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Strathprints makes available scholarly Open Access content by researchers in the School of Education, including those researching educational and social practices in curricular subjects. Research in this area seeks to understand the complex influences that increase curricula capacity and engagement by studying how curriculum practices relate to cultural, intellectual and social practices in and out of schools and nurseries.

Research at the School of Education also spans a number of other areas, including inclusive pedagogy, philosophy of education, health and wellbeing within health-related aspects of education (e.g. physical education and sport pedagogy, autism and technology, counselling education, and pedagogies for mental and emotional health), languages education, and other areas.

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Prospective guidance in a free-swimming cell

Delafield-Butt, Jonathan and Pepping, Gert-Jan and McCaig, Colin and Lee, David (2012) Prospective guidance in a free-swimming cell. Biological Cybernetics, 106 (4-5). pp. 283-293. ISSN 0340-1200

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Abstract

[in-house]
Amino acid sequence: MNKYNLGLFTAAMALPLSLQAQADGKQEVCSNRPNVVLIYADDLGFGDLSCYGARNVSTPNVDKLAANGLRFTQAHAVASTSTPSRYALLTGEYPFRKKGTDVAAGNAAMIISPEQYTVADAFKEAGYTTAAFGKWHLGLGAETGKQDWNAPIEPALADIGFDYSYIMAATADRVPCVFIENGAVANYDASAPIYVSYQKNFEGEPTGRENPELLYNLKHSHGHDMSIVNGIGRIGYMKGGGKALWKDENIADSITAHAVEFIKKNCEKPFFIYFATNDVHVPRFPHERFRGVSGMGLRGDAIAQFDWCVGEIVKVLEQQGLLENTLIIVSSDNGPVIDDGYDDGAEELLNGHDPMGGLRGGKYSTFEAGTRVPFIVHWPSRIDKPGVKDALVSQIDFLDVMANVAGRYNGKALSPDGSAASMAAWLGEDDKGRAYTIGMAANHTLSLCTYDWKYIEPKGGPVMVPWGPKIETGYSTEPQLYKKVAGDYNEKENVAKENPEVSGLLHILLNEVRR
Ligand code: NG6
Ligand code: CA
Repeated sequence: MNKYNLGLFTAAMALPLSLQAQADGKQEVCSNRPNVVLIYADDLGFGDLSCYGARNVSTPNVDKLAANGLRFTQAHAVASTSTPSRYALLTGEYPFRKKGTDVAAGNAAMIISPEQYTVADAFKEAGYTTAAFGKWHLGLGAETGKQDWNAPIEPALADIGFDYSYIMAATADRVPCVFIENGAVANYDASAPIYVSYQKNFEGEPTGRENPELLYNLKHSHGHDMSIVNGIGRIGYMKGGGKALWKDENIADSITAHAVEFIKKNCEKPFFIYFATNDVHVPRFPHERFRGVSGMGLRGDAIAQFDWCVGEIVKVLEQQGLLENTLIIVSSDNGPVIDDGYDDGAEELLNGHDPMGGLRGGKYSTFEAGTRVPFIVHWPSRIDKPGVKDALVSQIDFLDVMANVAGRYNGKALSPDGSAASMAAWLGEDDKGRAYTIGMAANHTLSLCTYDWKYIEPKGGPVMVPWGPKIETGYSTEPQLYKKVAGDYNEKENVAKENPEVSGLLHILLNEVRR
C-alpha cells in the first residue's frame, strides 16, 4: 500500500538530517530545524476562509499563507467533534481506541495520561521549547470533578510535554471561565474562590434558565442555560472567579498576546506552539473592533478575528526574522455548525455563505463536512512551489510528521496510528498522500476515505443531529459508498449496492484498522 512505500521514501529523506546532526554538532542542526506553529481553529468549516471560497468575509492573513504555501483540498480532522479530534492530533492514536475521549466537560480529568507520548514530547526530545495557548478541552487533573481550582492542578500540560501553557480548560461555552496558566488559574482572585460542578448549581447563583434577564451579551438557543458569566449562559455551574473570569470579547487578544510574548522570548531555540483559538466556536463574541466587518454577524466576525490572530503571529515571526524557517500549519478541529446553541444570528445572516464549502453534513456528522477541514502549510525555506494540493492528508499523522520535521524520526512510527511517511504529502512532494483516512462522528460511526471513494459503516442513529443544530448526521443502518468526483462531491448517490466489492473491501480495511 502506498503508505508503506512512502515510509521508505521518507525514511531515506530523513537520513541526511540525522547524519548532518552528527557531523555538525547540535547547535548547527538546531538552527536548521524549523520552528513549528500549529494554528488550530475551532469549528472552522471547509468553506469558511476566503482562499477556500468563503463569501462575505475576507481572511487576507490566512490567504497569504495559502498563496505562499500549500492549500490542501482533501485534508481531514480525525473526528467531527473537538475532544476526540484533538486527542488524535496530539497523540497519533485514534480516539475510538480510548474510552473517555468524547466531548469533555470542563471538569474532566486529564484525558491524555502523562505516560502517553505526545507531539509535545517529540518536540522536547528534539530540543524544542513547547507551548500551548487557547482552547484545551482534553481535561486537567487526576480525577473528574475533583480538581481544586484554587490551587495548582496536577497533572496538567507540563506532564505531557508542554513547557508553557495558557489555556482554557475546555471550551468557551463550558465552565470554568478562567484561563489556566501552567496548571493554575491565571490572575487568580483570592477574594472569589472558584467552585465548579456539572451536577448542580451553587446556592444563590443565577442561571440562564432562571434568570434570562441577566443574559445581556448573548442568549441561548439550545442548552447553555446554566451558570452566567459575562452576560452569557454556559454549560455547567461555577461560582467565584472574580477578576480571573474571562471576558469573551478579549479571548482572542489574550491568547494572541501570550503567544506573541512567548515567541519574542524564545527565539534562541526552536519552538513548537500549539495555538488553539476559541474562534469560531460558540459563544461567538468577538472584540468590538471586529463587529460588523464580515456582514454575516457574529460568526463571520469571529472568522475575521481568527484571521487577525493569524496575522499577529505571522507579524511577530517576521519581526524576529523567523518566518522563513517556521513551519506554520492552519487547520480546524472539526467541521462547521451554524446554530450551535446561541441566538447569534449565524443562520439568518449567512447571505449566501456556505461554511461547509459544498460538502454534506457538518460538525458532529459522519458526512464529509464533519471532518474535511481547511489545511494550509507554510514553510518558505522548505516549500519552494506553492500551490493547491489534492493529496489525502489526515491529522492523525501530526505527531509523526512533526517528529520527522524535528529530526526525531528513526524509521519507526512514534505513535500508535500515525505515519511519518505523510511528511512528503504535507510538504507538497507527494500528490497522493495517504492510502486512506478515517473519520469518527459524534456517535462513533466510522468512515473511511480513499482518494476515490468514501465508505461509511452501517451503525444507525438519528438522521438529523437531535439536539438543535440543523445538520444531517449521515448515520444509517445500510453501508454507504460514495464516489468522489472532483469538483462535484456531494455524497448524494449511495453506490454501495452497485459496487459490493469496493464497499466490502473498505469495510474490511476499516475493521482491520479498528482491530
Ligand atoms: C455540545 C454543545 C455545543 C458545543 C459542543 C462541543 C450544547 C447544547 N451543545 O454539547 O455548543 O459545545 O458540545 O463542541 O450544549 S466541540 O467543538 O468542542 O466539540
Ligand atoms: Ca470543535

A systems theory of movement control in animals is presented and applied to explaining the controlled behaviour of the single-celled Paramecium caudatum in an electric field. The theory – General Tau Theory – is founded on three basic principles: (i) all purposive movement entails prospectively controlling the closure of action-gaps (e.g. a distance gap when reaching, an angle gap when steering); (ii) the sole informational variable required for controlling gaps is the relative rate of change of the gap (the time derivative of the gap size divided by the size), which can be directly sensed; and (iii) coordinated movement is achieved by keeping the relative rates of change of gaps in constant ratio. The theory is supported by studies of controlled movement in mammals, birds, and insects. We now show for the first time that it is also supported by single-celled paramecia steering to the cathode in a bi-polar electric field. General Tau Theory is deployed to explain this guided steering by the cell. This presents the first computational model of prospective perceptual control in a non-neural, single-celled system.